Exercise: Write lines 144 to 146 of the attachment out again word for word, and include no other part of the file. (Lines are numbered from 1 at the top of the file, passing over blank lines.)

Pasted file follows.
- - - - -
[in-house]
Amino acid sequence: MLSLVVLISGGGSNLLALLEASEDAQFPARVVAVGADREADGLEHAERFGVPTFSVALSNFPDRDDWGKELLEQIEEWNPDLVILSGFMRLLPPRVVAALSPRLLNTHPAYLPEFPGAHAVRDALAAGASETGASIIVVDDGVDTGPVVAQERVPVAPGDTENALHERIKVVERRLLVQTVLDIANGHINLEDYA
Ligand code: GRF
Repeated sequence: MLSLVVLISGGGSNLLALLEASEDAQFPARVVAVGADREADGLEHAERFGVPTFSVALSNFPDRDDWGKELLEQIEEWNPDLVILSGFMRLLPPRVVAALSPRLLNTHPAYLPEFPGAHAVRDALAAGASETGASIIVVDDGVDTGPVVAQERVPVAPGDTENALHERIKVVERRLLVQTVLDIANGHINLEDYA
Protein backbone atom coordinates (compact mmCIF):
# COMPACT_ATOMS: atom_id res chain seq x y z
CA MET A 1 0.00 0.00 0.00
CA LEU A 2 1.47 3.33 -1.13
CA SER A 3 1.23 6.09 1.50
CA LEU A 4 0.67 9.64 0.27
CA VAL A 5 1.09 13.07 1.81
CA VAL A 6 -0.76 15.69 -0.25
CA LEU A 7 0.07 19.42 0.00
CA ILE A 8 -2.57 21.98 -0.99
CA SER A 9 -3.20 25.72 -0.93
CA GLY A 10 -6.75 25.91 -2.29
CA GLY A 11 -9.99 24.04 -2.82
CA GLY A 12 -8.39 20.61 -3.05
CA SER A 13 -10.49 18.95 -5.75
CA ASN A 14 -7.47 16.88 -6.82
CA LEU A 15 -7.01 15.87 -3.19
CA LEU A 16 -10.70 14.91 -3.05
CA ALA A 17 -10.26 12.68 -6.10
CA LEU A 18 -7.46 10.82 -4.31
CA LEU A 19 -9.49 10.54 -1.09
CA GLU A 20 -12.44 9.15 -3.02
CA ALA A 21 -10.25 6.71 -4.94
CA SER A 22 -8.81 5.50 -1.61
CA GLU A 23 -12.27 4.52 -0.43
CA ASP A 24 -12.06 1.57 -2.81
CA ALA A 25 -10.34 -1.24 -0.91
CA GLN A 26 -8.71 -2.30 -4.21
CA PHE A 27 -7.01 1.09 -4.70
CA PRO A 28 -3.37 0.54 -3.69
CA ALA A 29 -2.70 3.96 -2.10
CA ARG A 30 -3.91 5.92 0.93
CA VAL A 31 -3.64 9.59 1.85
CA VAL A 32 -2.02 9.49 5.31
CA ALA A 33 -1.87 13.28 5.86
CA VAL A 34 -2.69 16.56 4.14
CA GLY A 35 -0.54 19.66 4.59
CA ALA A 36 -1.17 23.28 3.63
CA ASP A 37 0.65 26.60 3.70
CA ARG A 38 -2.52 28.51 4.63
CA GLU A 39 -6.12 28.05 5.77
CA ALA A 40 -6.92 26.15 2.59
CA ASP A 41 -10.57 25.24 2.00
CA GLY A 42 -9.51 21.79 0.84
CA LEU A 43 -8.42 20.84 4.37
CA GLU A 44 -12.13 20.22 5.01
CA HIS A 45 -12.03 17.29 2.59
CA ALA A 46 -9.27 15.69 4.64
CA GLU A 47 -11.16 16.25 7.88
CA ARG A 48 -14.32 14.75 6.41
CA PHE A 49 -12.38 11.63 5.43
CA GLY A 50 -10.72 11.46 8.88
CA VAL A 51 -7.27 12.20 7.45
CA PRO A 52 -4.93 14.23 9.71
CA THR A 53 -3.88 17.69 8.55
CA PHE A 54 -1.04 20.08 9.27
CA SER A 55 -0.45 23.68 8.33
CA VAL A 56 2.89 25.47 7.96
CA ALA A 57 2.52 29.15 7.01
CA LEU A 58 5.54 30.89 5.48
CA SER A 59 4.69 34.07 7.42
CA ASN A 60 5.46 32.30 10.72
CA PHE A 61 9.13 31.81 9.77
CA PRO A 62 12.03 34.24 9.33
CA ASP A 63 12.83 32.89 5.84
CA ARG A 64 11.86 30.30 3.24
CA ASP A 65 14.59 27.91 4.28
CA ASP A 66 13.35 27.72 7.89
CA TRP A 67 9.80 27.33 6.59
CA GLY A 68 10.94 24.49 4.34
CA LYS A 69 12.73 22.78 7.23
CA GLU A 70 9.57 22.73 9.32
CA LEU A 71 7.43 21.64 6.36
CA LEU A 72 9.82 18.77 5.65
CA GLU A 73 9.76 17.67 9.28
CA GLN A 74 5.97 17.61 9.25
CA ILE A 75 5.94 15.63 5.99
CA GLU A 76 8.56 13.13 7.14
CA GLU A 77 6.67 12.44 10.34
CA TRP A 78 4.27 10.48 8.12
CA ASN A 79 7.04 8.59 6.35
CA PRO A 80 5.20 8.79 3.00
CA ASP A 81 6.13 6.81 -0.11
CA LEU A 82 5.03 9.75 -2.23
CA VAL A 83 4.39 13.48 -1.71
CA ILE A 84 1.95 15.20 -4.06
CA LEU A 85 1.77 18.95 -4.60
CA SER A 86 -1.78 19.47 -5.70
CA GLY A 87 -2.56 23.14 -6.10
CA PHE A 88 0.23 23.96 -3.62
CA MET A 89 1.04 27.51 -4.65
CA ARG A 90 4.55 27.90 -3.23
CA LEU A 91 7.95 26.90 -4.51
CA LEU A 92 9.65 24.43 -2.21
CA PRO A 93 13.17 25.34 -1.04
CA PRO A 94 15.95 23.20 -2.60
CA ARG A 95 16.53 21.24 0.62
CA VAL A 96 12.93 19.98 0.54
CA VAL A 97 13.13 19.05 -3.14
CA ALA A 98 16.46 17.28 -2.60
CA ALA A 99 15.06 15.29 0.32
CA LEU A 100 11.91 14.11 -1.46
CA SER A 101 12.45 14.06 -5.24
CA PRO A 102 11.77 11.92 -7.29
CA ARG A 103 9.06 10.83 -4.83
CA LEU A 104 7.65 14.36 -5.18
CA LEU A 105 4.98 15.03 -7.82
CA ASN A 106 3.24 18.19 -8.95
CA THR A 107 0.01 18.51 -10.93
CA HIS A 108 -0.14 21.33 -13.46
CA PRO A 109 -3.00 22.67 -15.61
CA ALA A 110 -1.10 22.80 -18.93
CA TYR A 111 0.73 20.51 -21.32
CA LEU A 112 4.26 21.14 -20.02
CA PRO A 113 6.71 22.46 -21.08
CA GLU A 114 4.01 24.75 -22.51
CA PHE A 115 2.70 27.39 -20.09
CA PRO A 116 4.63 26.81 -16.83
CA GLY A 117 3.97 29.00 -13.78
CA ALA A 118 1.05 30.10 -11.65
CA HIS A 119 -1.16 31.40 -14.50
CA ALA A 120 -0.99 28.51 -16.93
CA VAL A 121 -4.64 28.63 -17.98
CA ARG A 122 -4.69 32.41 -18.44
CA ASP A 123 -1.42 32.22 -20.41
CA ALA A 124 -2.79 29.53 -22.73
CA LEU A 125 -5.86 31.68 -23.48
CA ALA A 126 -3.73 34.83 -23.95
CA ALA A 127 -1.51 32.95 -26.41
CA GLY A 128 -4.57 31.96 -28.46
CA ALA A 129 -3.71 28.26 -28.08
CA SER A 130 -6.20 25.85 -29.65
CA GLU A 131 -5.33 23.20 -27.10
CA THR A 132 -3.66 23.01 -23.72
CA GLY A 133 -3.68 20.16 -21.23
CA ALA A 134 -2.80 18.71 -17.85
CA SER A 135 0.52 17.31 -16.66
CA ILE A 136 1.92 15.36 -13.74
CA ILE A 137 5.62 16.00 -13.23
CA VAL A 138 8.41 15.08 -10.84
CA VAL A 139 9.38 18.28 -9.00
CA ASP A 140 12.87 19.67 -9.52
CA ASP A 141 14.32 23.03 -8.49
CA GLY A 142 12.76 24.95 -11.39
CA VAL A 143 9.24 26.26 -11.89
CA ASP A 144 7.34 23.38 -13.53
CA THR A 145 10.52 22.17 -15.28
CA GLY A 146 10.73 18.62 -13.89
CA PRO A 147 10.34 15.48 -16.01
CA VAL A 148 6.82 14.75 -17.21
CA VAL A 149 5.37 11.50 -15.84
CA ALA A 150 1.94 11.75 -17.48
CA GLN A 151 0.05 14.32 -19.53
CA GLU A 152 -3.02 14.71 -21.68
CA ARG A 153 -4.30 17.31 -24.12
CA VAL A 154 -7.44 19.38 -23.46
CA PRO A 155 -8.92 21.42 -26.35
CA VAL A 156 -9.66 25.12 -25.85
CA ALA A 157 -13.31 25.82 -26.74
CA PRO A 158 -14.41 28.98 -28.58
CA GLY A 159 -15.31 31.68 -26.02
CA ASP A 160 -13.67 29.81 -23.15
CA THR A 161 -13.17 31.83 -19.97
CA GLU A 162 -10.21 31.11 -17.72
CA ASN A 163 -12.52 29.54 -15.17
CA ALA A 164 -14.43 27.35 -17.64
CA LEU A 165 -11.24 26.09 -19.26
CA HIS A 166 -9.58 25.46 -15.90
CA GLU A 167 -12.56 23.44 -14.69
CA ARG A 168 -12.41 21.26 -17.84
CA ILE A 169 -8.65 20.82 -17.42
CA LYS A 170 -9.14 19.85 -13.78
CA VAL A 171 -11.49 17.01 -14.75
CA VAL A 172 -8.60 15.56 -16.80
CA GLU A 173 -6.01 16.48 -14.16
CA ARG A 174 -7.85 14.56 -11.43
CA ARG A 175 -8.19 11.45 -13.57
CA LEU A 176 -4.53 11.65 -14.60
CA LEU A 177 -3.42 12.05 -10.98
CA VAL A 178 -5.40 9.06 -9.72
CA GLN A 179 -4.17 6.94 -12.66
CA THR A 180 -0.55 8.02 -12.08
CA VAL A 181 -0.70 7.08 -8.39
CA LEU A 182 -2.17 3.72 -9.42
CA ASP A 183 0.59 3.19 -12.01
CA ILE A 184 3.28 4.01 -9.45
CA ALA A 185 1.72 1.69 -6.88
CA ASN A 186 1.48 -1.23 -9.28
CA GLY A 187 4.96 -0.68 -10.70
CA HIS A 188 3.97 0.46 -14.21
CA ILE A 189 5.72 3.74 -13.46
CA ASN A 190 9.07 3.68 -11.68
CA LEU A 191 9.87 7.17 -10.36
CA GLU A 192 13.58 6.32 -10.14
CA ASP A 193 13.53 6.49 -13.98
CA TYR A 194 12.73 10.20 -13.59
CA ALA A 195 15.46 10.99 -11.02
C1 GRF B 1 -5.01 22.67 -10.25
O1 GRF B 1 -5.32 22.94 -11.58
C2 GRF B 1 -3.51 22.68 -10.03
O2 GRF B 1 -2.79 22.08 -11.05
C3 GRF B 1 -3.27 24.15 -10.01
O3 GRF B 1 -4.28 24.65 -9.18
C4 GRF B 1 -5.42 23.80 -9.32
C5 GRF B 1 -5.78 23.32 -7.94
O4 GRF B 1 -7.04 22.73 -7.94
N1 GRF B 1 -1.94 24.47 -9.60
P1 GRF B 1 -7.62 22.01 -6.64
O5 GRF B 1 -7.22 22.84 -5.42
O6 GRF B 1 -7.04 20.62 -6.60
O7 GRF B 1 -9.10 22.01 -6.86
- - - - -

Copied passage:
CA VAL A 138 8.41 15.08 -10.84
CA VAL A 139 9.38 18.28 -9.00
CA ASP A 140 12.87 19.67 -9.52